Researchers explore barriers to immunisation in traveller communities

26 May 2016

Researchers from Glasgow Caledonian University (GCU) aim to develop, implement and evaluate a National Policy Plan to promote uptake of immunisation in traveller communities.

Members of GCU’s Parenting and Family Support Research Group recently completed a two-year study that explored barriers and facilitators to immunisation uptake in traveller communities.

The term traveller refers to distinct and diverse Gypsy, Traveller and Roma communities. Current estimates suggest there are around 360,000 travellers in the UK.

The UNITING Study (Understanding Uptake of Immunisations in Travelling and Gypsy Communities) was funded by the National Institute for Health Research's Health Technology Assessment programme and involved Dr Susan Kerr, Dr Carol Emslie and Dr Lana Ireland from the School of Health and Life Sciences at GCU and colleagues from the Glasgow City Health & Social Care Partnership.

The study was undertaken at four sites across the UK (York, Bristol, London and Glasgow) and interviews were conducted with 174 people from different Traveller communities (i.e. English Gypsies, Irish Travellers, Eastern European Roma, Show people) and 39 service providers ( health visitors, school nurses, GPs).

The findings highlighted general acceptance of immunisation. Views on barriers to uptake differed across the traveller groups. Trusted relationships with health professionals were seen as important and continuity of care valued.

The findings were used to develop a list of suggested interventions, discussed and prioritised in workshops. The suggested interventions include the following:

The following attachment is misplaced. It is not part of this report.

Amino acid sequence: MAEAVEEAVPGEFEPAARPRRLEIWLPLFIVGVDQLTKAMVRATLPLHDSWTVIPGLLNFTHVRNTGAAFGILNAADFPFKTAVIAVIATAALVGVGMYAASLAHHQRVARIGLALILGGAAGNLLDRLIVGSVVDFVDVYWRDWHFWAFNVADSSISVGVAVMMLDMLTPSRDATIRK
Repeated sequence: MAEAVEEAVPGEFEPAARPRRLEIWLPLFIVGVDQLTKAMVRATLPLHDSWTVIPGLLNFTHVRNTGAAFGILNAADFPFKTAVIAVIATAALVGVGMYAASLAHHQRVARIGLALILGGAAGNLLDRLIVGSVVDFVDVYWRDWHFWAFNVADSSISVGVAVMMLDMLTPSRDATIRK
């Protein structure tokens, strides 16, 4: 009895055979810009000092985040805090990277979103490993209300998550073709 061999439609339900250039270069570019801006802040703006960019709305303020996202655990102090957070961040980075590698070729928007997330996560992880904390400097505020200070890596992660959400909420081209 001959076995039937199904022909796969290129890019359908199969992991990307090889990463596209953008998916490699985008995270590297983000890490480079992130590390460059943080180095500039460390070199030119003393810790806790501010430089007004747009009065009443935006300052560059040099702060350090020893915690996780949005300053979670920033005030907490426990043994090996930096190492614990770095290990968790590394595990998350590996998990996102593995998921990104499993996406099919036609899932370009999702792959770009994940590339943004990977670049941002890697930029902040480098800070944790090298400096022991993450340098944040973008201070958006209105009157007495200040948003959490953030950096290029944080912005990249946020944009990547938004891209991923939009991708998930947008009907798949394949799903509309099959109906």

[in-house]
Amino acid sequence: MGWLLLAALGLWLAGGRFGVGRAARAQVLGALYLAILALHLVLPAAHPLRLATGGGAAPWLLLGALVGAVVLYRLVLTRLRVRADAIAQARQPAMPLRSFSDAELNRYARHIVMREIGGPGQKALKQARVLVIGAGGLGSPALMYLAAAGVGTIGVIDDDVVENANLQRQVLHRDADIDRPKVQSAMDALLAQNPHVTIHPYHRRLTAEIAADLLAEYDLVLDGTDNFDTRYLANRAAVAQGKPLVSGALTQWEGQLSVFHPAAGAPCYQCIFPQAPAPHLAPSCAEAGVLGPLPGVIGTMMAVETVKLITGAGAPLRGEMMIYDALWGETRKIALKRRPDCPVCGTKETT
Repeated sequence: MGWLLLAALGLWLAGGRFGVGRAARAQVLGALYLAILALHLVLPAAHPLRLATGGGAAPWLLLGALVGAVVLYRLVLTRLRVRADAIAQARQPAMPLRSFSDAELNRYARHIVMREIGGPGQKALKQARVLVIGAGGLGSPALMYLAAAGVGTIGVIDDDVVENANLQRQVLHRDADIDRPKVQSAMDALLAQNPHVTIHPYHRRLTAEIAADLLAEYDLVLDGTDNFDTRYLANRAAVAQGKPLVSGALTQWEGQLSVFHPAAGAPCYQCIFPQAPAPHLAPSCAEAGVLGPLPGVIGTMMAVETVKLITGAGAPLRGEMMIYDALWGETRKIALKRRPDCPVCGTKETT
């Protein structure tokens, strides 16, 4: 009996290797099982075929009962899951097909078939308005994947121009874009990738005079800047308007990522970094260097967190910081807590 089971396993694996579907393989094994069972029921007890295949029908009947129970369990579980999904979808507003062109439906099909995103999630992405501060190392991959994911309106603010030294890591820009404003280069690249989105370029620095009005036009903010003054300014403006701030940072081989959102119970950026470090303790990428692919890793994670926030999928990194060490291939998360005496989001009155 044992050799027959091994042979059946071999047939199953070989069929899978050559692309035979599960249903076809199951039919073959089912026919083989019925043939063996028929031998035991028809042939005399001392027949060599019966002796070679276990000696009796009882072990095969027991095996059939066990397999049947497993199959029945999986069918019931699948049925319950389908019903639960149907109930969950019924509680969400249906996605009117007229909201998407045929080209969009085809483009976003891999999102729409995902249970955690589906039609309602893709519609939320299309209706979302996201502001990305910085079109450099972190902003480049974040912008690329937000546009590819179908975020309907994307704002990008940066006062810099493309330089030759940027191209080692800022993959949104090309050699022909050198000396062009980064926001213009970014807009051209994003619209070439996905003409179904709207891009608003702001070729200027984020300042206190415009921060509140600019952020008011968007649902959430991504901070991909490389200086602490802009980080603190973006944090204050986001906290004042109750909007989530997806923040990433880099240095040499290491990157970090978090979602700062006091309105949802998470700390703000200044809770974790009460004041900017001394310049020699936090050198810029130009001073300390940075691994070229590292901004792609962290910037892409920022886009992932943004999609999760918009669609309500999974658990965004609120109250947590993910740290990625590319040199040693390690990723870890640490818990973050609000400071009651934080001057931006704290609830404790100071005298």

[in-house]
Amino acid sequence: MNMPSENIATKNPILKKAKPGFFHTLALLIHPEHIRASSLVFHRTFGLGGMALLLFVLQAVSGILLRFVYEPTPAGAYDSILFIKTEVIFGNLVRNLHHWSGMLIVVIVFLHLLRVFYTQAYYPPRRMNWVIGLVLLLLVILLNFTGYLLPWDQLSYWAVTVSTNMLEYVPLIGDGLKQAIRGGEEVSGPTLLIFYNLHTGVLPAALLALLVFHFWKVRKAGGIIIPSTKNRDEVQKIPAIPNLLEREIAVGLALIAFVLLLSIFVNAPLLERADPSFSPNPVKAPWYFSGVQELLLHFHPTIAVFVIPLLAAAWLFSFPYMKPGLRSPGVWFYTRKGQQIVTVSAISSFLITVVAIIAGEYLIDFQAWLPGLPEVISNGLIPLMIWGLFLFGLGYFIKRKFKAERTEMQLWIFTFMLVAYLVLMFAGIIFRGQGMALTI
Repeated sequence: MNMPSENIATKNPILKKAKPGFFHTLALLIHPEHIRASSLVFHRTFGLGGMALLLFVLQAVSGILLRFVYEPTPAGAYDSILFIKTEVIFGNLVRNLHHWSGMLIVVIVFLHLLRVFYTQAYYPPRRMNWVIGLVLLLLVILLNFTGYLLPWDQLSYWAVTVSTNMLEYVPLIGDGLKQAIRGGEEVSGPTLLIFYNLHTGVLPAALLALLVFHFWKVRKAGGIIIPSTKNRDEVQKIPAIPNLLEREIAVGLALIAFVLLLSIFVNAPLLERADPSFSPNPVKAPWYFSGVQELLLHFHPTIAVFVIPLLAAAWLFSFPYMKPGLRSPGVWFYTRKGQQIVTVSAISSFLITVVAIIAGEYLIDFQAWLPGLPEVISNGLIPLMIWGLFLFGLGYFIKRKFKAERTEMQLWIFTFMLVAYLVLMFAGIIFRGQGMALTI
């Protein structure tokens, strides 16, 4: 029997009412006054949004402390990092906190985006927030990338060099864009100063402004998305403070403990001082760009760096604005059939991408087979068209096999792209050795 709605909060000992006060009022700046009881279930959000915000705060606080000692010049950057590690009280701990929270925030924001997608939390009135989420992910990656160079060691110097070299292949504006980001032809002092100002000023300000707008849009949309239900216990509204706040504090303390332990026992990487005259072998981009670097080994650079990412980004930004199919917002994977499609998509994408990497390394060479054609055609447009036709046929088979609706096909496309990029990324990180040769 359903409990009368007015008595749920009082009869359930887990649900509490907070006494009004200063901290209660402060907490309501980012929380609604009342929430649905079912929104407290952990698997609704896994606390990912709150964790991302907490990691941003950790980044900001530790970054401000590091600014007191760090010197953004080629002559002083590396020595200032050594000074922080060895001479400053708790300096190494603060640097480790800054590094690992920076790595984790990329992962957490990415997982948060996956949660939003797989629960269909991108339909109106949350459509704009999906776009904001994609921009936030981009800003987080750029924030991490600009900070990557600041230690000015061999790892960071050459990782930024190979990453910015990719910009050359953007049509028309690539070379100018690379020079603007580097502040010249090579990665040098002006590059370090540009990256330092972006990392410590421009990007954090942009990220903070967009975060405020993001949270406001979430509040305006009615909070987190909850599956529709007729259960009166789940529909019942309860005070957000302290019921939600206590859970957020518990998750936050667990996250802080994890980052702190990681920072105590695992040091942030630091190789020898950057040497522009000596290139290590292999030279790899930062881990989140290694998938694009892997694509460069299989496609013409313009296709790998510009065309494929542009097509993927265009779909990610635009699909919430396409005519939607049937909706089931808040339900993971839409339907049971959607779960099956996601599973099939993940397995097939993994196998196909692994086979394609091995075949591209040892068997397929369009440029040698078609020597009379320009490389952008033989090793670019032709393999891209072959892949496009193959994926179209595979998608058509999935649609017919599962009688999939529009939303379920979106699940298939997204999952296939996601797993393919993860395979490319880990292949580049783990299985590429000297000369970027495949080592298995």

• Protected funding for health visitors specialising in traveller health, including immunisation;
  • A named frontline person in GP practices to provide a respectful and supportive service;
  • Flexible and diverse systems for booking appointments, recall and reminders;
  • Identification of travellers in health records to tailor support and monitor uptake;
  • Cultural competence training for health professionals and frontline staff.

The study was undertaken in collaboration with the University of York, the York Travellers Trust, University College London, the University of the West of England, North Bristol NHS Trust, London Gypsy and Traveller Unit, the University of East Anglia, Anglia Ruskin University and NHS Greater Glasgow & Clyde.

Dr Susan Kerr said: “In order to meet the specific needs of different traveller populations, we needed to understand what helps and hinders individuals and families when making decisions about the uptake of immunisations. This project has developed several new ideas for programmes to increase the uptake of immunisation generated by travellers themselves.”